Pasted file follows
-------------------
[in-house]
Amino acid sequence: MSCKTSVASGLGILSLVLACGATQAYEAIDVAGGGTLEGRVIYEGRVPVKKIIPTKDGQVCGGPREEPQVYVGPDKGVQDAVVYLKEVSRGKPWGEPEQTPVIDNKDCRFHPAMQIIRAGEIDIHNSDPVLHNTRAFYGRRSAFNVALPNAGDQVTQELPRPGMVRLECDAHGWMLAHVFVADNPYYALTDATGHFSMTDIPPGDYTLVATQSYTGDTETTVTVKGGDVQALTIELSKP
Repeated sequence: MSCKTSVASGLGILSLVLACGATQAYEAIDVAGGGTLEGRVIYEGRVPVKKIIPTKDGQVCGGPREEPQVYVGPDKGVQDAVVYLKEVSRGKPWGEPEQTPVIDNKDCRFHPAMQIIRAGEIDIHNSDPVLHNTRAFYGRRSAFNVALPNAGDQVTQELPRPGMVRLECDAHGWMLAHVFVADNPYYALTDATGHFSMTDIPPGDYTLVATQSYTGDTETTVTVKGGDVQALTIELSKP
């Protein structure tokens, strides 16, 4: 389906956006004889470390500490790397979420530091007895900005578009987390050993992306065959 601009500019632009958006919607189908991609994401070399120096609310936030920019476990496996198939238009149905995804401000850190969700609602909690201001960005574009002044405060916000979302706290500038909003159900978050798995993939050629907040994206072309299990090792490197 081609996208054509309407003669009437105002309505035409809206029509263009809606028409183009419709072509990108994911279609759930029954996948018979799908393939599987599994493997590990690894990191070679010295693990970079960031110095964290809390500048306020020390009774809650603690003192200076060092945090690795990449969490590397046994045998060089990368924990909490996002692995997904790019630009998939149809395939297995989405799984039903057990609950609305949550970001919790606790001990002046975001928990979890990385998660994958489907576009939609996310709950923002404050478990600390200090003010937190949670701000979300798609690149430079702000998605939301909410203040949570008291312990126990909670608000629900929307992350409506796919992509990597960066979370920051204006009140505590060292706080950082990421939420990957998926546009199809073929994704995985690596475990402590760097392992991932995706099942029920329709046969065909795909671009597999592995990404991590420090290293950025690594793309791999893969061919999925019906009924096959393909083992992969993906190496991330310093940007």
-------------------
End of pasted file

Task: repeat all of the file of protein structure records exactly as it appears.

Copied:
[in-house]
Amino acid sequence: MSCKTSVASGLGILSLVLACGATQAYEAIDVAGGGTLEGRVIYEGRVPVKKIIPTKDGQVCGGPREEPQVYVGPDKGVQDAVVYLKEVSRGKPWGEPEQTPVIDNKDCRFHPAMQIIRAGEIDIHNSDPVLHNTRAFYGRRSAFNVALPNAGDQVTQELPRPGMVRLECDAHGWMLAHVFVADNPYYALTDATGHFSMTDIPPGDYTLVATQSYTGDTETTVTVKGGDVQALTIELSKP
Repeated sequence: MSCKTSVASGLGILSLVLACGATQAYEAIDVAGGGTLEGRVIYEGRVPVKKIIPTKDGQVCGGPREEPQVYVGPDKGVQDAVVYLKEVSRGKPWGEPEQTPVIDNKDCRFHPAMQIIRAGEIDIHNSDPVLHNTRAFYGRRSAFNVALPNAGDQVTQELPRPGMVRLECDAHGWMLAHVFVADNPYYALTDATGHFSMTDIPPGDYTLVATQSYTGDTETTVTVKGGDVQALTIELSKP
């Protein structure tokens, strides 16, 4: 389906956006004889470390500490790397979420530091007895900005578009987390050993992306065959 601009500019632009958006919607189908991609994401070399120096609310936030920019476990496996198939238009149905995804401000850190969700609602909690201001960005574009002044405060916000979302706290500038909003159900978050798995993939050629907040994206072309299990090792490197 081609996208054509309407003669009437105002309505035409809206029509263009809606028409183009419709072509990108994911279609759930029954996948018979799908393939599987599994493997590990690894990191070679010295693990970079960031110095964290809390500048306020020390009774809650603690003192200076060092945090690795990449969490590397046994045998060089990368924990909490996002692995997904790019630009998939149809395939297995989405799984039903057990609950609305949550970001919790606790001990002046975001928990979890990385998660994958489907576009939609996310709950923002404050478990600390200090003010937190949670701000979300798609690149430079702000998605939301909410203040949570008291312990126990909670608000629900929307992350409506796919992509990597960066979370920051204006009140505590060292706080950082990421939420990957998926546009199809073929994704995985690596475990402590760097392992991932995706099942029920329709046969065909795909671009597999592995990404991590420090290293950025690594793309791999893969061919999925019906009924096959393909083992992969993906190496991330310093940007």